Coglianese argued that the attorney general had no business being sued for what he called a �ministerial� function. He filed a motion May 7 to dismiss the claim against Petro.
Markus countered that by giving approval, the attorney general was incorrectly signaling to the public that the language could be trusted.
Langdon did not cross-examine Markus.
Instead, he argued that the requirement to summarize the amendment should be ruled unconstitutional, essentially in agreement with Markus� statement that the amendment text itself should appear on the petitions.
Currently, Ohio law requires a summary. Langdon said that he and his law partner Jeffrey Shafer had difficulty drafting it.
�We considered just using the amendment text,� said Langdon, �but then we�re back in court because the legislature says it must be a summary.�
�You can�t summarize something by reproducing it,� said Langdon. �If we would submit an exact reproduction, the attorney general would have to act in an anarchical manner to approve it, or they would say they couldn�t approve it because it�s not a summary, and we would have no remedy because approval is discretionary.�
�This is the perfect example as to why the summary process is unconstitutional,� said Langdon.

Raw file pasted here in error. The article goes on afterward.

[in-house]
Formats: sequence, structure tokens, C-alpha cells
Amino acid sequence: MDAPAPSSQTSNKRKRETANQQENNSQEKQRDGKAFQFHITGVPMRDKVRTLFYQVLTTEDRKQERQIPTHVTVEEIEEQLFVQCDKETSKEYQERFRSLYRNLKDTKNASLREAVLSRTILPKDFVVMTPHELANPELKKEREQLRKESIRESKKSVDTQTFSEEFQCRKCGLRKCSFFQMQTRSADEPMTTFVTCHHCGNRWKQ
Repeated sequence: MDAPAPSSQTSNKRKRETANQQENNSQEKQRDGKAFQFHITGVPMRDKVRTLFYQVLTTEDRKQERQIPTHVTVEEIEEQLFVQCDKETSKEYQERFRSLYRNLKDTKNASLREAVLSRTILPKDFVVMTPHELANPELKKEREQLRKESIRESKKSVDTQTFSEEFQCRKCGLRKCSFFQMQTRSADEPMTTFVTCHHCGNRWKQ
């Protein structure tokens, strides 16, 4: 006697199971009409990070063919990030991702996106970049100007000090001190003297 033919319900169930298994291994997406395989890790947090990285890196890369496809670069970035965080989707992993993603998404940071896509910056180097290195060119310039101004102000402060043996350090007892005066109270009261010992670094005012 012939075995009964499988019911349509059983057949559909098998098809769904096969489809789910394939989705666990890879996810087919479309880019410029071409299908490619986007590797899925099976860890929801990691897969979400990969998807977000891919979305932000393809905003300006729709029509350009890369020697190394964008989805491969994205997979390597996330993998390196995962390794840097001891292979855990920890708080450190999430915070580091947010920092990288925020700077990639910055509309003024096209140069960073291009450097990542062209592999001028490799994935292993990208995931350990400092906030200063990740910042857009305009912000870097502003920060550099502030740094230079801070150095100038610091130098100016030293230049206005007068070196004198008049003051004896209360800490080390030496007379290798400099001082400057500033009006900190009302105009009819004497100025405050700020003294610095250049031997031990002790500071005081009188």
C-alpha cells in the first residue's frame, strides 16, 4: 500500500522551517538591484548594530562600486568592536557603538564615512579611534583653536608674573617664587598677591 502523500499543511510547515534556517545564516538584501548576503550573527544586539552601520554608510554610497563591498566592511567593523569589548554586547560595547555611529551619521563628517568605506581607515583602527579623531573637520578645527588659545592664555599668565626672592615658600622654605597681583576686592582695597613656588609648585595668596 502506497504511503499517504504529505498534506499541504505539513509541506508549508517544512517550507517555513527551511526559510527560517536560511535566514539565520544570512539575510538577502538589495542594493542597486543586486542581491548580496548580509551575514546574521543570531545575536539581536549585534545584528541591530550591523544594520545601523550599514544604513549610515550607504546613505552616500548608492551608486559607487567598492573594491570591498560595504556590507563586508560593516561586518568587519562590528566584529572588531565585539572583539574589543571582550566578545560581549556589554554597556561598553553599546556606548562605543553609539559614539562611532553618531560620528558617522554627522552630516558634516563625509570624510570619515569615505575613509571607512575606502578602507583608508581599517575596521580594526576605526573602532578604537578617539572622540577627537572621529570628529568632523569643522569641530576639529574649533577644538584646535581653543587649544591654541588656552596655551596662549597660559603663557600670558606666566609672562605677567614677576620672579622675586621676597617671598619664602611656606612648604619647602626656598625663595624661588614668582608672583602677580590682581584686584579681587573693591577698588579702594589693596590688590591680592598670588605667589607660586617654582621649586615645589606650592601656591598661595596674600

�I understand your point,� said Judge Hogan.
Hogan said he was not concerned with the validity of the bond covering Assistant Attorney General D. Michael Grodhaus, who approved the summary while Petro was on vacation.
McTigue argued the bond was invalid on a technicality, voiding Grodhaus� ability to act as attorney general.
Hogan recessed the hearing in order to pull the attorneys into chambers to negotiate the final disposition, which includes the court admitting all exhibits, but not accepting any new-evidence. Langdon agreed not to cross examine Markus in order to resolve the matter quickly.
The Ohio Campaign to Protect Marriage put downloadable petitions on their web site on Monday, May 24, before Hogan issued his ruling. The forms, on www.ohiomarriage.com, contain the amendment text, not the summary language.
Cincinnati--The campaign to repeal the anti-gay Article 12 of the city charter expects to get another boost during the Cincinnati Gay and Lesbian Pride festival.
According to campaign manager Justin Turner, the Citizens to Restore Fairness have 2,684 active volunteers and expect that to significantly increase as a result of the recruiting that will take place around the Pride festival.
�The campaign has gone on over a year, so there is a sense of a marathon, and people tend to think they can put off helping until next week,� said Turner. �But at Pride, we will make people understand that we are running out of time, and if it is to happen, they need to get with us.�